Totally captivated in 2007 by the live camera feed of the Hornby Island nesting Bald Eagles in B.C., I was drawn into birding and have never looked back. Thus begins my account of what I'm fortunate enough to discover each day and perhaps capture with my camera.

Unless otherwise stated, all images were taken by and are the property of Janice Melendez

Species Counts:

2014 Final Year List: 255; 2015 Year List a/o June 5, 2015: 235; Life List: 327

Sunday, October 2, 2011

'Twas a Few Good Days... stay off the Kawartha roads mid-September, as Ann and I were on the tear upon her arrival back up at the cottage on Tuesday the 13th.

It was already late-day with overcast weather conditions, so our one and only stop was of course at the Osprey nest:

Increasing tension still remained between the two babies, as their scrapping and skirmishes continued:

One of them finally caved and moved out of the nest to a branch for a time-out:

Twenty minutes later, dad did a food drop and the successful recipient took off with its fresh meal...

...but returned a bit later as the clouds began to clear out:

The cooling- off period hadn't worked, as the two of them soon began scrapping again:

Kudos go to Ann as well, as one of her shots from this intense interaction came in first for the second year in a row in the Friends of the Osprey photo contest, congrats, Ann!

The pair eventually separated and we were serenaded by The Whiner...

...but another food drop by dad a while later meant a hasty exit from the nest by the winning baby:

On Wednesday we stayed local, beginning the morning down at the swamp where the warblers were few and far between, perhaps because of this Sharp-shinned Hawk:

The brilliant green of this amazing Common (why call this beauty common??) Green Darner caught my eye, and I particularly like the bull's eye pattern on the top of the face, double-click on the photo to see it better. This is either a female or young male  I draw the line at further examination ;-) :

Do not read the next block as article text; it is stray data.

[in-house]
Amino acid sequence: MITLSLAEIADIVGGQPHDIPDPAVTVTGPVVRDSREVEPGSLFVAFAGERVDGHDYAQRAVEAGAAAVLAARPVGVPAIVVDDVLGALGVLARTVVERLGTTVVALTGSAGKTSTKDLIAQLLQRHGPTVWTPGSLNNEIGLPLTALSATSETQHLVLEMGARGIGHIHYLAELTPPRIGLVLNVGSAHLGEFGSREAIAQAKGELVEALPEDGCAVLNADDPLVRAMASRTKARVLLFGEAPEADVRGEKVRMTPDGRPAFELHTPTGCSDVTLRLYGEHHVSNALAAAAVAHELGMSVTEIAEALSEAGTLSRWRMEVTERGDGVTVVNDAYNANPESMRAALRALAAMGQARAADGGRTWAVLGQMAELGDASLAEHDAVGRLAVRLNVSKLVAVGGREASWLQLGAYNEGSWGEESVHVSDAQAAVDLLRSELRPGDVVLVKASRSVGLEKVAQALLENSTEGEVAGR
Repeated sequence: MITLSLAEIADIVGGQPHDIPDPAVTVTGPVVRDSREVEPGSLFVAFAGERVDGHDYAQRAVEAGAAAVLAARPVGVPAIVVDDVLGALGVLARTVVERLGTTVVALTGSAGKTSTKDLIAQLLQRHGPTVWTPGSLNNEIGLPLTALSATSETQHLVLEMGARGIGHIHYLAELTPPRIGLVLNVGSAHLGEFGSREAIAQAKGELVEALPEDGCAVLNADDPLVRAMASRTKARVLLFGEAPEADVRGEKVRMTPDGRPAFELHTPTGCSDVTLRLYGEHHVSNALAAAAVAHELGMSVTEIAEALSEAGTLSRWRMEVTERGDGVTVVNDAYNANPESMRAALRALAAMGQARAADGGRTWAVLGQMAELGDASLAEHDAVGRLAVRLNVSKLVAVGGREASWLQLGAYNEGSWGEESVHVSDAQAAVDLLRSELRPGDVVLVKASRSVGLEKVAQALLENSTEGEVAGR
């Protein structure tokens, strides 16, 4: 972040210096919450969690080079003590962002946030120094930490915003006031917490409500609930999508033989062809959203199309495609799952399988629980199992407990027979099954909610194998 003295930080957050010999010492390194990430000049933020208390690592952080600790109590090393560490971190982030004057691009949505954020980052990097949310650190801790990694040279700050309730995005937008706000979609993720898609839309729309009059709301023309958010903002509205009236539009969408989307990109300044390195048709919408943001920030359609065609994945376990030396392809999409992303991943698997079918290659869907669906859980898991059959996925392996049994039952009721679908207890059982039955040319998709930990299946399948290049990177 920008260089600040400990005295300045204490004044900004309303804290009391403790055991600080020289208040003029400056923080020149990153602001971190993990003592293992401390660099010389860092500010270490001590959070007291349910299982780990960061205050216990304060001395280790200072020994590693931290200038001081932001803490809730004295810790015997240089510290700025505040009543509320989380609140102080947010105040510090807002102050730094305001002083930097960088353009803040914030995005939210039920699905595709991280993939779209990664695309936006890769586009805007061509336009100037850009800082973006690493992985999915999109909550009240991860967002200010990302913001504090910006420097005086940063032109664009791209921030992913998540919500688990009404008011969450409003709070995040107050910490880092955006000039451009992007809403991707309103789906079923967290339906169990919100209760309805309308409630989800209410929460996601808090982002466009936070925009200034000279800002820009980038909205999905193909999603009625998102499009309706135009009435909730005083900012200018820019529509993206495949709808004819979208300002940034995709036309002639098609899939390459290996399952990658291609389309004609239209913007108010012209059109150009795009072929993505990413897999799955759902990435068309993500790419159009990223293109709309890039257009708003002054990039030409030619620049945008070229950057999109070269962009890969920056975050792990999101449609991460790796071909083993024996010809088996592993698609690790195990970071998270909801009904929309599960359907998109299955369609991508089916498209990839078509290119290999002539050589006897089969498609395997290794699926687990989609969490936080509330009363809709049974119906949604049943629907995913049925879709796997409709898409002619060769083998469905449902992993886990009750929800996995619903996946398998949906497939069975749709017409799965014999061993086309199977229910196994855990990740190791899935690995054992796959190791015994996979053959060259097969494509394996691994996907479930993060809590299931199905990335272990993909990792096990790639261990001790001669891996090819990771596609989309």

A quick stop at the Osprey nest was unexpectedly quite stressful for both Ann and I, as one of the babies flew perilously close to the busy road as it decided on a different tree to land in:

It landed there safely with the remnants of its meal, so we quickly left so it could finish eating in private:

The rest of the afternoon was spent driving around country back roads (see? We warned everyone to stay off the roads!) and although it was fairly quiet, we did see a Red Fox, American Kestrels, and these Blue-winged Teal:

As it turned out, this was one of the marshes that Ann and I had been to during the Kawarthas Christmas Bird Count in late- December, so it was nice to stumble upon it again under much warmer conditions!

Perhaps our best bird of the day was a Red-shouldered Hawk that we spotted in a woodlot, this is a garbage record shot only, it can only get better from here, it's dead centre in the photo, coming in for a landing, red shoulders visible and all!

One only has to go to the local dump if one needs a tick for the day for Turkey Vultures:

The "No Scavenging" sign was apparently the tossed gauntlet for these Turkey Vultures:

We had hoped for some Bald Eagles, even just one (!!!), but no luck. There were some Common Ravens in the area, but mostly just TV's, how many can you see in this tree???

Others were flying right at us at times.

To quote Monty Python: "I'm not dead yet!":

On our way back to the cottage, we saw the Osprey dad continue with his enabling behaviour as another food drop was made:

Dad makes a quick exit while the baby chomps down on the meal:

In the end it was a quiet day for Ann and I, so we made an early night of it back at the cottage as the following day meant an early start to Algonquin, and you already know how that day turned out!!

My next post will be of the return overnight trip to Algonquin, stay tuned!


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